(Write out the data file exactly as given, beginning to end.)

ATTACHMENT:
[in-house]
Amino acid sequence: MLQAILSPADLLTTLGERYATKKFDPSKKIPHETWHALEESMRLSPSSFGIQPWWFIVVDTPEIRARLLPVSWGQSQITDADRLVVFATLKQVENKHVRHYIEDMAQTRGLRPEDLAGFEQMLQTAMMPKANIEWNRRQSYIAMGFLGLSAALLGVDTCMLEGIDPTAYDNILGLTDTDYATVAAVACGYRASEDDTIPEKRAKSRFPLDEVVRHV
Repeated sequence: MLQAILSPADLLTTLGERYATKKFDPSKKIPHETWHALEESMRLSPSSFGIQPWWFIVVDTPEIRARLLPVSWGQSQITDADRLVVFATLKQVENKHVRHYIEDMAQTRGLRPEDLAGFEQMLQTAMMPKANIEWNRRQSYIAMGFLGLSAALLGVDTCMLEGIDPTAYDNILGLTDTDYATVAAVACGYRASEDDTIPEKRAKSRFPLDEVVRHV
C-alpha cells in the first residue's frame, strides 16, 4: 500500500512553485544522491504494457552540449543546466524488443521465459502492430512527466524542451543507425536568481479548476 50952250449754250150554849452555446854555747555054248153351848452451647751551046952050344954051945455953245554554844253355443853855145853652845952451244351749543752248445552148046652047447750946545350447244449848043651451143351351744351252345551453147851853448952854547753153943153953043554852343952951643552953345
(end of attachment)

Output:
[in-house]
Amino acid sequence: MLQAILSPADLLTTLGERYATKKFDPSKKIPHETWHALEESMRLSPSSFGIQPWWFIVVDTPEIRARLLPVSWGQSQITDADRLVVFATLKQVENKHVRHYIEDMAQTRGLRPEDLAGFEQMLQTAMMPKANIEWNRRQSYIAMGFLGLSAALLGVDTCMLEGIDPTAYDNILGLTDTDYATVAAVACGYRASEDDTIPEKRAKSRFPLDEVVRHV
Repeated sequence: MLQAILSPADLLTTLGERYATKKFDPSKKIPHETWHALEESMRLSPSSFGIQPWWFIVVDTPEIRARLLPVSWGQSQITDADRLVVFATLKQVENKHVRHYIEDMAQTRGLRPEDLAGFEQMLQTAMMPKANIEWNRRQSYIAMGFLGLSAALLGVDTCMLEGIDPTAYDNILGLTDTDYATVAAVACGYRASEDDTIPEKRAKSRFPLDEVVRHV
C-alpha cells in the first residue's frame, strides 16, 4: 500500500512553485544522491504494457552540449543546466524488443521465459502492430512527466524542451543507425536568481479548476 50952250449754250150554849452555446854555747555054248153351848452451647751551046952050344954051945455953245554554844253355443853855145853652845952451244351749543752248445552148046652047447750946545350447244449848043651451143351351744351252345551453147851853448952854547753153943153953043554852343952951643552953345